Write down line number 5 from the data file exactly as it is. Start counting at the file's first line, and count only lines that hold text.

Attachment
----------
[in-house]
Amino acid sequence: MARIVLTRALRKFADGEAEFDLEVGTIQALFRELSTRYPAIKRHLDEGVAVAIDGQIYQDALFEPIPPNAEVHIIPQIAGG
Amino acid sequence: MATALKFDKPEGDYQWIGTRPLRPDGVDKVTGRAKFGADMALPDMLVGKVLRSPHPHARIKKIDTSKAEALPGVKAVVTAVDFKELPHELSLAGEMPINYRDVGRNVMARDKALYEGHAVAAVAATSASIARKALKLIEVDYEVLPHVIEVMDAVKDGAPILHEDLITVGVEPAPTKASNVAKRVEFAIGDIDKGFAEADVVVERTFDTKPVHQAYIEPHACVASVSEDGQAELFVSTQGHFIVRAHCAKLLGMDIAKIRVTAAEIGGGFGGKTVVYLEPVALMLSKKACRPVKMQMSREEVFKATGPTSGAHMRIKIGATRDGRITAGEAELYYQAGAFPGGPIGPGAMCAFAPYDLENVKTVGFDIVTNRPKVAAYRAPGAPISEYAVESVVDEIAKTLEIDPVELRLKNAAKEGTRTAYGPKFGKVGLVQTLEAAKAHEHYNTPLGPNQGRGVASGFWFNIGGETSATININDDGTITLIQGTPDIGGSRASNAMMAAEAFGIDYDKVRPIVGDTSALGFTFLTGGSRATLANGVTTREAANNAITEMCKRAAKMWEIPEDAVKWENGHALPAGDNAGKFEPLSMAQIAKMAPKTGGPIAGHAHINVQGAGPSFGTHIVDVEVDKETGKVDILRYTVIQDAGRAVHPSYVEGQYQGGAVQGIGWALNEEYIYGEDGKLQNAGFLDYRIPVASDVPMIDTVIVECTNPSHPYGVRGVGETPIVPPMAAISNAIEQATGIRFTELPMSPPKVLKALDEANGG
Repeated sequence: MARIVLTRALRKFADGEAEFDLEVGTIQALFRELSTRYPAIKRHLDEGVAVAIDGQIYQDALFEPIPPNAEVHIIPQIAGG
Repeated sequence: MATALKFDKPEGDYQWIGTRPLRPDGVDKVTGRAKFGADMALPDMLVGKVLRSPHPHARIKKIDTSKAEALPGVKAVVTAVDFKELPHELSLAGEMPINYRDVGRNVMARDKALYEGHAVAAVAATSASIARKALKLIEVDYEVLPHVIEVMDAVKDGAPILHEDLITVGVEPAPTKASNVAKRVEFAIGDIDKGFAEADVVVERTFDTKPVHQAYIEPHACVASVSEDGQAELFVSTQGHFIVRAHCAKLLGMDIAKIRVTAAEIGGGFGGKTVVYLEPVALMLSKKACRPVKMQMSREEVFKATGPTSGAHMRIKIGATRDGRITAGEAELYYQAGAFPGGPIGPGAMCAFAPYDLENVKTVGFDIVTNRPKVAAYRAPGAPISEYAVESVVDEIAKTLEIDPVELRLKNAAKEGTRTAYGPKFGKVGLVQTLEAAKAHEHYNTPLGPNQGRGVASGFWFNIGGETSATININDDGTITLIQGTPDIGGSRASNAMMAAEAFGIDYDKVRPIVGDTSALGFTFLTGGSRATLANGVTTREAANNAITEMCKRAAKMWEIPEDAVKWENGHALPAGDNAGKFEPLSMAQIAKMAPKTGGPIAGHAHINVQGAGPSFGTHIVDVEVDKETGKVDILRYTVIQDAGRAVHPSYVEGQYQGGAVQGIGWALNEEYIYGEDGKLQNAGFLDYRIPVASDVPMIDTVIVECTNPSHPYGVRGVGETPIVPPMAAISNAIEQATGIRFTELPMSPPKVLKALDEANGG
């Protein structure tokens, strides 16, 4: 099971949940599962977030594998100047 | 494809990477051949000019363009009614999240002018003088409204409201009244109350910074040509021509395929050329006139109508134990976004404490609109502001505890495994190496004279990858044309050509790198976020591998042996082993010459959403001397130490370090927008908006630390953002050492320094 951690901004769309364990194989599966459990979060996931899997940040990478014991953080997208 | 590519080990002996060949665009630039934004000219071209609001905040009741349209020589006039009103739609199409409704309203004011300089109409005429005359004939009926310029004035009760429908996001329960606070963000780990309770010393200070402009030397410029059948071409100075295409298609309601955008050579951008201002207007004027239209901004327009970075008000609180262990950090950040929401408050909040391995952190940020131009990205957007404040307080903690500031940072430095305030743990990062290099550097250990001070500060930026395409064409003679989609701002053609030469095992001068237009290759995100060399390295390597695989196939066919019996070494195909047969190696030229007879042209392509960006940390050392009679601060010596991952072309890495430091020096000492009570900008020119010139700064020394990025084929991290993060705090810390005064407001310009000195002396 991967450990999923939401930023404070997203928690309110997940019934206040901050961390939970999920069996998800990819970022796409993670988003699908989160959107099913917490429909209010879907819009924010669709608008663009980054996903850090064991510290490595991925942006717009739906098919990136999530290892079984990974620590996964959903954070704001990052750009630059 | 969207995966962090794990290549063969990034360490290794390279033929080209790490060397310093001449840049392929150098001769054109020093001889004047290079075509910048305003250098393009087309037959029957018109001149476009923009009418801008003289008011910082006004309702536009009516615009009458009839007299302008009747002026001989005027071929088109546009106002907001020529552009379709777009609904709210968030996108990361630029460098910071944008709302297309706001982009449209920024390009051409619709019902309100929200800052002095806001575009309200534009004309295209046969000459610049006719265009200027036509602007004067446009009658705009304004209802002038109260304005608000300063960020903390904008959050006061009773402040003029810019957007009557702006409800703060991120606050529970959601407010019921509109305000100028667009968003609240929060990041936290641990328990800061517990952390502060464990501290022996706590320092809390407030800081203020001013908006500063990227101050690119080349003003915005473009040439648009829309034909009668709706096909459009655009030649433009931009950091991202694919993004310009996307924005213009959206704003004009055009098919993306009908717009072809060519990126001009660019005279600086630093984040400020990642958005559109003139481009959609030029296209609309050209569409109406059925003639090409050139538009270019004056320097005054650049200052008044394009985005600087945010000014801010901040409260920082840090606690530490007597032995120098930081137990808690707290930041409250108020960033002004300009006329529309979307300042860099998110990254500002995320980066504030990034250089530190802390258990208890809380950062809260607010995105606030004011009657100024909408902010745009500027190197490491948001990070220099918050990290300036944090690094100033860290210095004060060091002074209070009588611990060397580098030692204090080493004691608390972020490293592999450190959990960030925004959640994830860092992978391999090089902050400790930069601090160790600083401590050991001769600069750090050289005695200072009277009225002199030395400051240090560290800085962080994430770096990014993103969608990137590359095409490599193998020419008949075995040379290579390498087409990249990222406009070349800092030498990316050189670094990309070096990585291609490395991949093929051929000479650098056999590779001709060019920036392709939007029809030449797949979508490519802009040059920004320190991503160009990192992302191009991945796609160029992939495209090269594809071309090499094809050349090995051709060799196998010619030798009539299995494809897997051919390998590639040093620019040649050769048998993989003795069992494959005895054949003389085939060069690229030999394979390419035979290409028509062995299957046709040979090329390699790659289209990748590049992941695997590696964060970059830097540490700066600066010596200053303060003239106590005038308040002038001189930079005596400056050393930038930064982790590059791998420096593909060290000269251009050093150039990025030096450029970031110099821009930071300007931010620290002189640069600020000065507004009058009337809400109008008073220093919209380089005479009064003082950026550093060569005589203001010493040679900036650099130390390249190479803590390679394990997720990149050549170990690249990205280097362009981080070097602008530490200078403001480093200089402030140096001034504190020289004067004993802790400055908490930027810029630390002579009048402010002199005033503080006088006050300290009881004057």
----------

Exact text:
Repeated sequence: MATALKFDKPEGDYQWIGTRPLRPDGVDKVTGRAKFGADMALPDMLVGKVLRSPHPHARIKKIDTSKAEALPGVKAVVTAVDFKELPHELSLAGEMPINYRDVGRNVMARDKALYEGHAVAAVAATSASIARKALKLIEVDYEVLPHVIEVMDAVKDGAPILHEDLITVGVEPAPTKASNVAKRVEFAIGDIDKGFAEADVVVERTFDTKPVHQAYIEPHACVASVSEDGQAELFVSTQGHFIVRAHCAKLLGMDIAKIRVTAAEIGGGFGGKTVVYLEPVALMLSKKACRPVKMQMSREEVFKATGPTSGAHMRIKIGATRDGRITAGEAELYYQAGAFPGGPIGPGAMCAFAPYDLENVKTVGFDIVTNRPKVAAYRAPGAPISEYAVESVVDEIAKTLEIDPVELRLKNAAKEGTRTAYGPKFGKVGLVQTLEAAKAHEHYNTPLGPNQGRGVASGFWFNIGGETSATININDDGTITLIQGTPDIGGSRASNAMMAAEAFGIDYDKVRPIVGDTSALGFTFLTGGSRATLANGVTTREAANNAITEMCKRAAKMWEIPEDAVKWENGHALPAGDNAGKFEPLSMAQIAKMAPKTGGPIAGHAHINVQGAGPSFGTHIVDVEVDKETGKVDILRYTVIQDAGRAVHPSYVEGQYQGGAVQGIGWALNEEYIYGEDGKLQNAGFLDYRIPVASDVPMIDTVIVECTNPSHPYGVRGVGETPIVPPMAAISNAIEQATGIRFTELPMSPPKVLKALDEANGG